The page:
Jared is particularly pleased with the Energy Efficiency Ratio of the Enfinity WSHPs and said the controls technology enhances an already productive system.
“The system gives you precise control for temperature and operating hours in occupied and unoccupied modes,” he said. “Our tenants appreciate that we can pre-program their in-ceiling units to their office hours and temperature needs. The system turns the loop pump on and off. In setback mode, the entire system shuts down automatically. All contribute to increased energy savings.
“Based on what we have seen so far, the new MIS controls package, combined with the new WSHPs, will result in substantial savings, perhaps in the 20% range over the original equipment. It’s an economical system that is energy-saving and does an awful lot.”
Strive for sustainability
Located in the heart of New York’s celebrated Finger Lakes wine region, Hunt Country Vineyards is a family-owned farm and winery. The 170-acre farm has been home to the Hunt family for six generations; today, the farm includes 50 acres of vineyards where the family grows 13 varieties of cool-climate grapes using sustainable agricultural practices.
In 2015, the New York Geothermal Energy Organization presented its Top Job award to Hunt Country Vineyards and Moravec Geothermal for the vineyard’s innovative geothermal heating and cooling system. Installed in 2012, the system supports the sustainability goals that are so important to the Hunt family.
“It’s all part of trying to optimize our environment for long-term sustainability,” vineyard founder Art Hunt said.
Prior to installing the geothermal system, the winery depended on a combination of propane, fuel oil, and electricity to provide heating and cooling for the wine-making operation. In 2011, Hunt approached Kevin Moravec, owner of Moravec Geothermal in Penn Yan, New York, with thoughts of installing a geothermal system at Hunt Country Vineyards, but it wasn’t until 2012 that all the pieces fell into place, including a $102,000 grant from New York State Energy Research and Development Authority (NYSERDA) that helped fund the system.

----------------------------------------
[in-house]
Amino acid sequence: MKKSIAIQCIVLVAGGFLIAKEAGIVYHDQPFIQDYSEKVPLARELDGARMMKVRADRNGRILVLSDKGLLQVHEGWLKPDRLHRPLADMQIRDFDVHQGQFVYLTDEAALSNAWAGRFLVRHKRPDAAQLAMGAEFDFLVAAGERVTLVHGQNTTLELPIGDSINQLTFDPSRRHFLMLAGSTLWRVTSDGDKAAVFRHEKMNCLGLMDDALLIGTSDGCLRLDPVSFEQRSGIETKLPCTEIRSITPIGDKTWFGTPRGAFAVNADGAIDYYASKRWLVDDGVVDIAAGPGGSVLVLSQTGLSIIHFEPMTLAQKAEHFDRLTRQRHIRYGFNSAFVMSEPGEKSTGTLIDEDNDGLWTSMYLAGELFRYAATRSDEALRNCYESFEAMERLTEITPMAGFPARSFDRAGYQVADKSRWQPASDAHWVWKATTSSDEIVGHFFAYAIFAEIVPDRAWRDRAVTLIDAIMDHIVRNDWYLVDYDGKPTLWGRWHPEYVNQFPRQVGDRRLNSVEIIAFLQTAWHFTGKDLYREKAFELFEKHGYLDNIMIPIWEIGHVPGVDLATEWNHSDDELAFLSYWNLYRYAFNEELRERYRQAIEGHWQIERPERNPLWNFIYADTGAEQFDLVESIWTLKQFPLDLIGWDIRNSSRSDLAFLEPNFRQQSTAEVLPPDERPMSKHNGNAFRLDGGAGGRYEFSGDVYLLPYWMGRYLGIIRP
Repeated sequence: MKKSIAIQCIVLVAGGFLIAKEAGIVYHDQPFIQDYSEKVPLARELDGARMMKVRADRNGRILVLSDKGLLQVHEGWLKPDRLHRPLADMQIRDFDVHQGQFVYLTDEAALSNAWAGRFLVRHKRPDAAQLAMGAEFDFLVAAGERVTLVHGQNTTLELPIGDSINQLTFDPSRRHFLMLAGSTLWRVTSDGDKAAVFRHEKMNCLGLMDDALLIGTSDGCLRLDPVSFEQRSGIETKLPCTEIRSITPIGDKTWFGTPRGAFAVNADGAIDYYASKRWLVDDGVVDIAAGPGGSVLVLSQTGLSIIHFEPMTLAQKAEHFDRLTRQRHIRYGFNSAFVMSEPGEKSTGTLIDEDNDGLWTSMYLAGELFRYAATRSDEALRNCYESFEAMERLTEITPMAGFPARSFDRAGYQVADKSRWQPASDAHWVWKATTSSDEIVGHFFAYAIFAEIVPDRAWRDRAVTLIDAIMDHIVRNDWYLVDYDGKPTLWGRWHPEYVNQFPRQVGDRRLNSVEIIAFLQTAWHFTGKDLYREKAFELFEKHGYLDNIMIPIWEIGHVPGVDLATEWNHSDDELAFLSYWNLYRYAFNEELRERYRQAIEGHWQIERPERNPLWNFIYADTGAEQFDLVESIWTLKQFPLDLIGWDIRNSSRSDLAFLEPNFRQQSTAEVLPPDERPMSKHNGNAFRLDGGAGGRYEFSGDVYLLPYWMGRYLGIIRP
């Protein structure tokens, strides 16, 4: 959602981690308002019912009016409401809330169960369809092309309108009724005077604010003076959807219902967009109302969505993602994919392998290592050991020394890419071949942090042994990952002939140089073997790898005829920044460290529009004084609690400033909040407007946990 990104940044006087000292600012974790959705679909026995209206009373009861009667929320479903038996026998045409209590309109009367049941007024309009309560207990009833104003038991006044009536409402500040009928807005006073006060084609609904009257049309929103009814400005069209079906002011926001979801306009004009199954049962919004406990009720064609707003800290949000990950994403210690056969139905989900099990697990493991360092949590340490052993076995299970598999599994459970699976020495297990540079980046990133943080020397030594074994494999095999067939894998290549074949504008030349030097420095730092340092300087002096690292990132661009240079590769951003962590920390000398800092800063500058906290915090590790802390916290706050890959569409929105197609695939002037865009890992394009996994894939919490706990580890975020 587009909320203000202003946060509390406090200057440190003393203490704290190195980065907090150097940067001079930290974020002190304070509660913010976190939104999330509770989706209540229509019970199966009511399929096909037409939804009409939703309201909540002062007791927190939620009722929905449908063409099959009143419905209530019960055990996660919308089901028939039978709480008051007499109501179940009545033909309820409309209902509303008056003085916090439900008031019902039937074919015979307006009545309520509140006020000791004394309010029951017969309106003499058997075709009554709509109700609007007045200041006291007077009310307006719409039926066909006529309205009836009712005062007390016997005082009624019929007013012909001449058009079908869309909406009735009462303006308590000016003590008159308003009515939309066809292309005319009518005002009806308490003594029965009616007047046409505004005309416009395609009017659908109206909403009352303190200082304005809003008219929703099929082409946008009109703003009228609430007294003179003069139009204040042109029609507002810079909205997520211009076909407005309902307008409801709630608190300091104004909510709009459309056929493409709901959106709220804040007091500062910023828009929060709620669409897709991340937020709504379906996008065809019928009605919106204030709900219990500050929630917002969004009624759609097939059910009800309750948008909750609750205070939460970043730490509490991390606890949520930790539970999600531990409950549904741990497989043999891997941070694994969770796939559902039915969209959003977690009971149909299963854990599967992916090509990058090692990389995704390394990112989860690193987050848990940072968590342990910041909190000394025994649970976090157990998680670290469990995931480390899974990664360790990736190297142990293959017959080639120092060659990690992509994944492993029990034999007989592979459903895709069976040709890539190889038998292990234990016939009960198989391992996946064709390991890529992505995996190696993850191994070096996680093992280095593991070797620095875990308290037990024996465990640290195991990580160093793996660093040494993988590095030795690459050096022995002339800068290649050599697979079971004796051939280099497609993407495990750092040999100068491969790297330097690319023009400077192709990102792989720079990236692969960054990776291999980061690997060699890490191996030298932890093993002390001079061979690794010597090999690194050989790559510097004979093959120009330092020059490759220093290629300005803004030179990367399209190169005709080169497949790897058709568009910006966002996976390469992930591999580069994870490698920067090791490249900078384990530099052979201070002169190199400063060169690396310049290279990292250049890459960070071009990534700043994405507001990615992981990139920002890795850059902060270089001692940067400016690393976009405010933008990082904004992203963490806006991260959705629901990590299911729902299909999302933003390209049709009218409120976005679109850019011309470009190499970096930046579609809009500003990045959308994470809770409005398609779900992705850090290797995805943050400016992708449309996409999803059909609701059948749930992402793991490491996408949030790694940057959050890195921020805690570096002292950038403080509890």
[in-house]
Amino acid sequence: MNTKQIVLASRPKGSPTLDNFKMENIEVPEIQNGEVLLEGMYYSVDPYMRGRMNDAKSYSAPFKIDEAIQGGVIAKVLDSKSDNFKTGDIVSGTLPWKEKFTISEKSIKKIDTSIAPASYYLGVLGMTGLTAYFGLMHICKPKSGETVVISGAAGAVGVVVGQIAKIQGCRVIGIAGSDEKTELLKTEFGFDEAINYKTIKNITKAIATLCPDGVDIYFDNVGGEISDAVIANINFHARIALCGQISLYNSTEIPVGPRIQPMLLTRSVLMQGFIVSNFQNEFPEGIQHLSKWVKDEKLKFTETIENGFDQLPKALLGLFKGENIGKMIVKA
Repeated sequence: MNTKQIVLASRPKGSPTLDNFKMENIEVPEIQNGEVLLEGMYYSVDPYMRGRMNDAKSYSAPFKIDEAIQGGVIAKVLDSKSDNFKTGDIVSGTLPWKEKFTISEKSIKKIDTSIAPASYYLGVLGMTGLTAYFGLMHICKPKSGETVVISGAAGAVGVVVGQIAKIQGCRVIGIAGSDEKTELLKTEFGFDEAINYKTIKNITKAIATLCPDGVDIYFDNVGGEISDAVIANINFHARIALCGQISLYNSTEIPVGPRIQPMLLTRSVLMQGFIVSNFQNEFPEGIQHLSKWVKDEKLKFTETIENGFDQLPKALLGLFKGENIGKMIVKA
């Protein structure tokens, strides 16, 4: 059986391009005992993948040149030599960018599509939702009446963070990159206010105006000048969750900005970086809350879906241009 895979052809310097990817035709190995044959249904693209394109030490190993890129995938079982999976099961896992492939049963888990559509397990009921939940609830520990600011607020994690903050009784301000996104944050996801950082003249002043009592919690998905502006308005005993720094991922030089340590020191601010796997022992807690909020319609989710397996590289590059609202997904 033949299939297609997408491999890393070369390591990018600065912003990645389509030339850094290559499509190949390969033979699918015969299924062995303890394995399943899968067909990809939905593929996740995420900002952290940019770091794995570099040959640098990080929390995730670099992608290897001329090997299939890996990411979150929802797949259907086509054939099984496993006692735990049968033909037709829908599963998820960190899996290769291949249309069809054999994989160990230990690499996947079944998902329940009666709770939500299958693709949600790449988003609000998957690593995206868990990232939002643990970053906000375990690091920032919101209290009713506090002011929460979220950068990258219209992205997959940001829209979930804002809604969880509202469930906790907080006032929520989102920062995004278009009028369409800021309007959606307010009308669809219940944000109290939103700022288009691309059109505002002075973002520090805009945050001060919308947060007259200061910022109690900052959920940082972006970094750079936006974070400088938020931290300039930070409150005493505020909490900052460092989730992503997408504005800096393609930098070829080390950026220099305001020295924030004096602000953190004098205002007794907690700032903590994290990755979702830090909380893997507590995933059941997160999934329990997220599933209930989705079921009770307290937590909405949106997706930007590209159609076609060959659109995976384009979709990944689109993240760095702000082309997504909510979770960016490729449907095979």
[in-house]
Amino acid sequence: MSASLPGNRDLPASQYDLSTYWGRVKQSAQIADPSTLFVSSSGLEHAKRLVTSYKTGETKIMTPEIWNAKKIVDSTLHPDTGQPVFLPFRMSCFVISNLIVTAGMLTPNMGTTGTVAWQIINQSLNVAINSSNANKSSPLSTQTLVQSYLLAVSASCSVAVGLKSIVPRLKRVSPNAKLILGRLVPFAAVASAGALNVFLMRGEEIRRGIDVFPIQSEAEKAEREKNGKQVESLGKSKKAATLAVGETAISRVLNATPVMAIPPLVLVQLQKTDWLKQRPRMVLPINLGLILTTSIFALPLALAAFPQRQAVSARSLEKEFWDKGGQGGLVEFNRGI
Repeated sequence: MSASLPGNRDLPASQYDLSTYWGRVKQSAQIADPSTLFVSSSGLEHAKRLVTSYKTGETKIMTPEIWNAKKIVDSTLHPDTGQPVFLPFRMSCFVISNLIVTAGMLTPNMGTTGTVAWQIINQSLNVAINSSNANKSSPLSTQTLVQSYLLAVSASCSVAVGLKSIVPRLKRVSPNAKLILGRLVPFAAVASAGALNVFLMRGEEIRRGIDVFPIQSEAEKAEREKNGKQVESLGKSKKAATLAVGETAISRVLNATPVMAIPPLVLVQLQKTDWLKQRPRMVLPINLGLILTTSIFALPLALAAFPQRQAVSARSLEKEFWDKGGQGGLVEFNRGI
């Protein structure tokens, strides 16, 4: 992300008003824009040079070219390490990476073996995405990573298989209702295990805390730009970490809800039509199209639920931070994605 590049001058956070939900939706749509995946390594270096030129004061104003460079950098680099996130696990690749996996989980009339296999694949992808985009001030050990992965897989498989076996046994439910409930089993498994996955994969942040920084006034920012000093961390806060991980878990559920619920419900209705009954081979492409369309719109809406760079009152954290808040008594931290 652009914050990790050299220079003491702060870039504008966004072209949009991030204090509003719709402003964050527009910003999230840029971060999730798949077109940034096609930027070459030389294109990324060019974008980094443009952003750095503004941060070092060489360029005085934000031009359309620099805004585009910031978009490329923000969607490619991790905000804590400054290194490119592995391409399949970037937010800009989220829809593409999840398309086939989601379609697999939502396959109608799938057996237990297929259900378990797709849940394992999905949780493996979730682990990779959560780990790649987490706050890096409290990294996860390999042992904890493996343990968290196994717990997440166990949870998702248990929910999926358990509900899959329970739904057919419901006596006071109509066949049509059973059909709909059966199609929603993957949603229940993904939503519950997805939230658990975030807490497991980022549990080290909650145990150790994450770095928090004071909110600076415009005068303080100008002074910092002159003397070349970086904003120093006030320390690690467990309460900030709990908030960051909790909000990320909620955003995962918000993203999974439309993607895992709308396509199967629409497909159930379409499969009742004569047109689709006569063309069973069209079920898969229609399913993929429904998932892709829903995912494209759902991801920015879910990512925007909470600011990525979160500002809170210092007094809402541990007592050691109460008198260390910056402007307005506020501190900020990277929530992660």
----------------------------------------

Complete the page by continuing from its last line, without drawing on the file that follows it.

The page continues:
Critical to the success of the project was Phoenix Energy Supply in Auburn, New York, which provided piping materials, pumps, and valves. Under the direction of John Manning, president of the company, Phoenix Energy Supply helped with designing the system, laying out the loop field, and doing subassembly work while Moravec Geothermal coordinated the installation of the loop field and the GeoStar equipment that anchors the system.
The loop field is a 20-ton vertical closed loop comprised of eight 375-foot-deep bore holes and approximately 6,000 feet of piping. All this piping comes together in a single manifold that feeds into the tasting-room building. From there, it is distributed to two 4-ton and four 3-ton GeoStar Aston geothermal heat pumps and three GeoStar air handlers that provide heating and cooling to this building as well as the production building and the storage facility.
Moravec said the six GeoStar heat pumps are stacked in pairs, creating two stages of operation for each of the three buildings.
“We did this instead of installing three much larger units whose full load would not be required most of the time,” he said. “This design provides maximum conservation of energy. The more heat pumps that need heating or cooling, the faster the pumping system works.”
The system plays an important role in the fermentation process. Hunt said the winery harvests its red grapes late in the growing season to ensure maximum ripeness and the best red wines. That may mean leaving them on the vine until temperatures drop to 40° F.
“If you think about putting 10 tons of 40° grapes in a tank, that’s a huge thermal mass,” Hunt says. “They won’t ferment until the temperature in the tank rises above 60°, preferably in the 70°-80° range. So, we heat the grapes by running the warm glycol mixture supplied by heat pumps through jackets on the outside of the tanks. Once the temperature in the tank rises to 60°, the yeast begins to ferment, producing additional heat to warm the grapes.”
The tanks are heated a second time to warm wine that has been cold-stabilized to remove tartrate crystals and create a smoother wine.
“If you run ice-cold wine into a bottling line, you’ll get condensation on the outside of the bottle, and the labels won’t stick,” Hunt said. “So we pump the wine into a clean tank and warm it.”
In the case of Hunt Country Vineyards, the system saved the winery $10,000 to $12,500 in annual propane, fuel oil, and electricity costs while providing increased comfort in summer and winter for all the winery facilities.
Additionally, the winery recently installed 348 photovoltaic panels on the roofs of the winery, workshop and tasting room. Hunt estimates the solar panels will supply 70% to 75% of the winery’s electricity needs.
“Sure, it’s important that we take steps to save money and improve profits,” Hunt said. “But as we conserve energy with geothermal systems and solar panels and improve the land we farm, we’re really investing in our future — the seventh generation of Hunts already running around the property — so that one day they, too, can enjoy this land and the lifestyle it supports.”
This article was originally titled “WSHPs help projects meet goals” in the November 2016 print edition of Plumbing & Mechanical.